July 31, 2007

Impeachment Video Contest With $1000 Prize

Democrats.com is holding a contest for the best video comparing Dick Cheney and Richard Nixon and making the case for impeachment, with a $1000 prize going to the winner. All you have to do is make it and upload it to YouTube by noon ET on Thursday, August 9th—the 33rd anniversary of Richard Nixon's resignation. More information here.

Robert Parry On O'Hanlon & Pollack

Robert Parry examines the impressive careers and op-eds of Michael O'Hanlon and Kenneth Pollack in the Baltimore Chronicle.

Also in the Baltimore Chronicle, Greg Palast writes a review of John "Confessions of an Economic Hit Man" Perkins' new book, and describes how he met Perkins back when he was still actively hitting people.

The Primal Forces Of Nature

From CNN today:

Crude jumped $1.03 to $77.86 a barrel by 1:30 pm ET in volatile trade that saw oil just shy of the record high of $78.40 struck on July 14, 2006

From CBS:

The Bush administration said Monday that a new multibillion-dollar military sales package for Arab nations will help secure Iraq and the Persian Gulf while promoting stability and U.S. influence...

Secretary of State Condoleezza Rice said the proposed U.S. package, estimated at up to $20 billion, "will help bolster forces of moderation and support a broader strategy to counter the negative influences of al Qaeda, Hezbollah, Syria, and Iran."

Uh huh. Too bad we're only allowed to tell the truth in fiction:

ARTHUR JENSEN: The Arabs have taken billions of dollars out of this country, and now they must put it back. It is ebb and flow, tidal gravity. It is ecological balance.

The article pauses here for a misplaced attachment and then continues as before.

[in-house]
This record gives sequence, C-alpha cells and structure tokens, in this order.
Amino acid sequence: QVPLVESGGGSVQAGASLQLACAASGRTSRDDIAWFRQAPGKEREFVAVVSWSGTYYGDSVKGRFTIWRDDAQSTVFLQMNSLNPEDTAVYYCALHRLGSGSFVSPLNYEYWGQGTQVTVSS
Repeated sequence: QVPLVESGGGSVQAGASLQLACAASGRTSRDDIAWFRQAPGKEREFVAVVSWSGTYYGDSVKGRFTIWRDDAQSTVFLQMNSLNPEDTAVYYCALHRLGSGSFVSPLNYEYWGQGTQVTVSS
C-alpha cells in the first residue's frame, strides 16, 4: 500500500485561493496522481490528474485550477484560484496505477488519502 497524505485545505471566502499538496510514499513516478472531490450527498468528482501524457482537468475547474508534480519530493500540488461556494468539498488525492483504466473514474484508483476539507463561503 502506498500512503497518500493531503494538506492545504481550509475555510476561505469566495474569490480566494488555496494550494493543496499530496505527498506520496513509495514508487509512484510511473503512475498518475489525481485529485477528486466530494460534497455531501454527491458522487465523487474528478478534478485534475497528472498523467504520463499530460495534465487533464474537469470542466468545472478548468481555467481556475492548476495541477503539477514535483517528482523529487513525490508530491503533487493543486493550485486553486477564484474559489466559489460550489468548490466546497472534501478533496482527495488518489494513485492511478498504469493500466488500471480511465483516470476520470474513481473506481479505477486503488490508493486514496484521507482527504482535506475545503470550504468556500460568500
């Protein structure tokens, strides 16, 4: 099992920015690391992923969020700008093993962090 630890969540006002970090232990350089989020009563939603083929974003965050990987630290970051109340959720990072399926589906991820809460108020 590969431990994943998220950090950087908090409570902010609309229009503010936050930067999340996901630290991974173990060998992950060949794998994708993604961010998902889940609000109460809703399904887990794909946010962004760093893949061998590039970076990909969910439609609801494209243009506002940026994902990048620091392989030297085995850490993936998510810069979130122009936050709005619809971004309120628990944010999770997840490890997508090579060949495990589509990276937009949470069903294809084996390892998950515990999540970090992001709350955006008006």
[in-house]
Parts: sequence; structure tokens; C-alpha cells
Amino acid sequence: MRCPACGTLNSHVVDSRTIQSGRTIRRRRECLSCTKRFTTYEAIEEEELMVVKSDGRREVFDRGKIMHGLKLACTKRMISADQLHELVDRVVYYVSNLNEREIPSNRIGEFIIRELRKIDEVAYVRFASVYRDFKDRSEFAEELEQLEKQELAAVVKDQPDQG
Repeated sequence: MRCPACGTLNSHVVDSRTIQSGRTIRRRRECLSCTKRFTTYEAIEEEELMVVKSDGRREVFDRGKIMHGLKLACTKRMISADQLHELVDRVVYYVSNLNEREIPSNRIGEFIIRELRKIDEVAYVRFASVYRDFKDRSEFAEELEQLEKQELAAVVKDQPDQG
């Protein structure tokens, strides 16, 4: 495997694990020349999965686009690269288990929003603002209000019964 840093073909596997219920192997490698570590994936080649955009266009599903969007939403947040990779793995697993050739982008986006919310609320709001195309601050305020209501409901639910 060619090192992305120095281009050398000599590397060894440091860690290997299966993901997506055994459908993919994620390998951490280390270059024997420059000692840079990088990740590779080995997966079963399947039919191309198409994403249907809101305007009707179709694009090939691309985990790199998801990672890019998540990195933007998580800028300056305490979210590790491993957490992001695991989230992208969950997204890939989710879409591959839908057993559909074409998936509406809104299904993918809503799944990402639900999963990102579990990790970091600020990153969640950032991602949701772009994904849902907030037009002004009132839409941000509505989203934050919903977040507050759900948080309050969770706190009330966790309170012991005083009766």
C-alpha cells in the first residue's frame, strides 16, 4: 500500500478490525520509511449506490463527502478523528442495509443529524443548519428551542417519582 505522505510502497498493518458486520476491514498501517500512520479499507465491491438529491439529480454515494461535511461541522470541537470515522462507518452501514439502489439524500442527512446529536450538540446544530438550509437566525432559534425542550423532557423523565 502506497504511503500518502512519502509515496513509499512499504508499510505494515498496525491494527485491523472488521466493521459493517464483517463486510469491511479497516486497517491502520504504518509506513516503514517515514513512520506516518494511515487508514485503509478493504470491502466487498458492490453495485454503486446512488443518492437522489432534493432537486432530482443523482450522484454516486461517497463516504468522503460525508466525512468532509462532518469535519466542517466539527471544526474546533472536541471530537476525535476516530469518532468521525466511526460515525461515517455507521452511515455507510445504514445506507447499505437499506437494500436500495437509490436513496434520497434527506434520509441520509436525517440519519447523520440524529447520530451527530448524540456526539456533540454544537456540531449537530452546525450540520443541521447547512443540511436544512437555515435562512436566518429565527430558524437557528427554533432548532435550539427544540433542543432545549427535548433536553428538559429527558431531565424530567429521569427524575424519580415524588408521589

You are an old man who thinks in terms of nations and peoples. There are no nations; there are no peoples. There are no Russians. There are no Arabs. There are no third worlds. There is no West. There is only one holistic system of systems; one vast, interwoven, interacting, multivaried, multinational dominion of dollars.

July 30, 2007


Mike already has a plethora of high-quality material on Ingmar Bergman:

"Men Who Wear Red Shirts Are Crazy And Dangerous," Said The Man In The Red Shirt

Kenneth Pollack, writing an op-ed for the New York Times with Michael O’Hanlon today:

A War We Might Just Win

Here is the most important thing Americans need to understand: We are finally getting somewhere in Iraq, at least in military terms. As two analysts who have harshly criticized the Bush administration’s miserable handling of Iraq, we were surprised by the gains we saw and the potential to produce not necessarily “victory” but a sustainable stability that both we and the Iraqis could live with...

[T]here is enough good happening on the battlefields of Iraq today that Congress should plan on sustaining the effort at least into 2008.

Kenneth Pollack, writing in The Threatening Storm in 2002:

Saddam has a twenty-eight year pattern of aggression, violence, miscalculation, and purposeful underestimation of the consequences of his actions that should give real pause to anyone...

Even when Saddam does consider a problem at length...his own determination to interpret geopolitical calculations to suit what he wants to believe anyway lead him to construct bizarre scenarios that he convinces himself are highly likely.


Rick Perlstein tells a dreadfully sad story involving his grandmother and Fox News, here.